North Pacific basin regions during winter. Model advection is generally not an important influence on SST anomalies in the Coastal region. There is an interesting seasonal cycle in the link between MLD and , which has its strongest expression for the North Pacific basin average. In fall-early winter (October-January), the two are out of phase: The SST anomaly tends to decrease ( is negative) when the mixed layer is anomalously deep, and vice versa. This implies that when large heat losses and strong wind mixing produce decreasing winter SST anomalies, they also produce a deeper MLD. In summer, the sign of the relationship reverses: The SST anomaly tends to increase when the mixed layer is anomalously deep. This suggests that in summer, when MLD is shallow, the mechanisms that extract heat from the mixed layers produce decreasing SST anomalies when the layer is thinner and the gradient below the mixed layer is stronger (and vice versa).
Analogous correlations (not shown) were also computed for the Niño 4, Niño 3, and Niño 2 regions along the equator from the international date line to South America. The largest contributions to model SST-anomaly variability in these equatorial regions are entrainment, advection, and diffusion. Strong correlations linking equatorial Pacific SST anomalies to advection and entrainment are indicated by the maps in Figures 5b and 5c. In the tropics, SST anomaly tendencies are generally in phase with MLD anomalies (warming coincides with deeper mixed layers), but not strongly so.
To evaluate the model's performance in simulating the spatial pattern of the 1976-1977 shift, the wintertime SST difference field for the six years after the shift (December 1976-February 1977 through December 1981-February 1982) minus the six years before the shift (December 1970-February 1971 through December 1975-February 1976) was calculated, following Graham (1991). Figure 9 (see color well) shows these fields, with the observed SST differences for comparison. The model captures the principal extratropical observations, namely, a warming in the Coastal region and a cooling in the Mid-Pacific region. In the tropics and subtropics, observations contain a swath of warm water throughout the equatorial region and across the southeastern North Pacific. The model captures only a vestige of this warming, which appears mostly in the western half of the tropics. This discrepancy may relate to the use of Newtonian damping rather than observed fluxes in the ± 20° zone. The warming in the equatorial Pacific points to possible dynamic effects due to wind-stress anomalies alone. Mechanisms for the SST shift are suggested by the comparable-difference maps of the winter fields of SLP, net heat flux, and pseudo-rate of kinetic energy transfer by the wind shown in Figures 10a, 10b, and 10c. These maps clearly show a deepened winter Aleutian Low during the post-1976 period (see also Venrick et al., 1987; Trenberth, 1990; Trenberth and Hurrell, 1995, in this volume). The deepened low sustained stronger winds and greater storm activity across the central North Pacific, and generally warmer, moister air masses along the West Coast. This pattern represents a tendency for strong positive PNA patterns in the post-1976 period. These conditions resulted in a large region of increased heat loss in the western and central North Pacific and decreased heat loss in the eastern North Pacific. Increased wind mixing apparently occurred in the central North Pacific, particularly between 30° and 40°N along the southern fringe of the anomalous low-pressure center. Both the heat-flux and wind-mixing patterns are consistent with the SST difference field, shown in Figure 9. Also, the heat-flux difference map is quite similar to the latent-and-sensible heat-flux anomaly maps associated with months having large PNA EOF amplitudes, which appear in Figures 1 and 3.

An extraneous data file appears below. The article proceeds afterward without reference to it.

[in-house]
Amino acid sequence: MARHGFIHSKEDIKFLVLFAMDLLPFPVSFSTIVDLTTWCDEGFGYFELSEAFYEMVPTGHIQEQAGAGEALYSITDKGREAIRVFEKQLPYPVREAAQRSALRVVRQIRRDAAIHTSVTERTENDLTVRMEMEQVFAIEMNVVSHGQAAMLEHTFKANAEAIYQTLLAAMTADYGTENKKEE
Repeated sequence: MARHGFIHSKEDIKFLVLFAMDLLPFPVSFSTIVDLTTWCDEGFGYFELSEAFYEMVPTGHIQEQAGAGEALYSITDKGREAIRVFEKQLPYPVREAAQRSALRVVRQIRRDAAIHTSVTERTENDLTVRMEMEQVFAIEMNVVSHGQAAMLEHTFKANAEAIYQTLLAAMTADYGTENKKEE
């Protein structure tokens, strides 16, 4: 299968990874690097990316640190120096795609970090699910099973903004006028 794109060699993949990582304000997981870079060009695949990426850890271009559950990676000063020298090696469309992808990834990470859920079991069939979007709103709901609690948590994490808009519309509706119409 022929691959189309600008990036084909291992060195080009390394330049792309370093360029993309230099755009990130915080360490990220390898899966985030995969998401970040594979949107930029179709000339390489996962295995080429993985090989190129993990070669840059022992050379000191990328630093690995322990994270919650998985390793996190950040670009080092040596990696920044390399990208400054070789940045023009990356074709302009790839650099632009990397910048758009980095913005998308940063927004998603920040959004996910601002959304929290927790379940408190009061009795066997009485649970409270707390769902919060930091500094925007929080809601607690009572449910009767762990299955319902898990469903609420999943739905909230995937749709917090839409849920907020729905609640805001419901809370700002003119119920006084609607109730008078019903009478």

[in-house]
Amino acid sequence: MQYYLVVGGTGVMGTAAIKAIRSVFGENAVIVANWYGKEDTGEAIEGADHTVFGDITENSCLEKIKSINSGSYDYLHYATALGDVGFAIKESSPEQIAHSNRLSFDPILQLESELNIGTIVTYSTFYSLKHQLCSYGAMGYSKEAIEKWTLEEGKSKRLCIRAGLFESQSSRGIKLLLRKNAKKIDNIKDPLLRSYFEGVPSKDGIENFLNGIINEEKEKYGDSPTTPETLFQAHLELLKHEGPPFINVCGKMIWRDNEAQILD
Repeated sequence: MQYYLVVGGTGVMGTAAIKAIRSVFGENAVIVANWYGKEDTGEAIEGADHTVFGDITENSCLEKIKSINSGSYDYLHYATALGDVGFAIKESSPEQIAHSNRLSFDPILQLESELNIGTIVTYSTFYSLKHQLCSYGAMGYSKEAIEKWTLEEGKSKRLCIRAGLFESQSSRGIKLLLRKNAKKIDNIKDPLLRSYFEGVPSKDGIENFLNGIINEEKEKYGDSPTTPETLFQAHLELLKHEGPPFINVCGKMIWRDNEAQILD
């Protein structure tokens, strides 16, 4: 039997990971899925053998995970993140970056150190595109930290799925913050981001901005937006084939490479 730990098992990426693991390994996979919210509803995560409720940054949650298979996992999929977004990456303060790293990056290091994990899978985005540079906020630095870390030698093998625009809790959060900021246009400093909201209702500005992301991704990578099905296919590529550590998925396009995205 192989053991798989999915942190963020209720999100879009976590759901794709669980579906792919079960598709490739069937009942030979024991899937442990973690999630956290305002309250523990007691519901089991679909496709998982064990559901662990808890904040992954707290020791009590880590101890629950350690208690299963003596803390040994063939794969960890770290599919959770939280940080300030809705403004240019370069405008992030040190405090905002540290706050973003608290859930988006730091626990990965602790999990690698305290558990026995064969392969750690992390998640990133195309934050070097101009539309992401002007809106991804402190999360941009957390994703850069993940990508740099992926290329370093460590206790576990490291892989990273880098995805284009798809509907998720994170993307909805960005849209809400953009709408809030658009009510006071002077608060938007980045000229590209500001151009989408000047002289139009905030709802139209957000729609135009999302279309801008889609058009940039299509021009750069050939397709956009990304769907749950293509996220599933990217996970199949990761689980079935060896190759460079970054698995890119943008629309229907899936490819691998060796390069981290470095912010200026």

Inspection of the seasonal time series of the heat-budget components at the individual regions helps to understand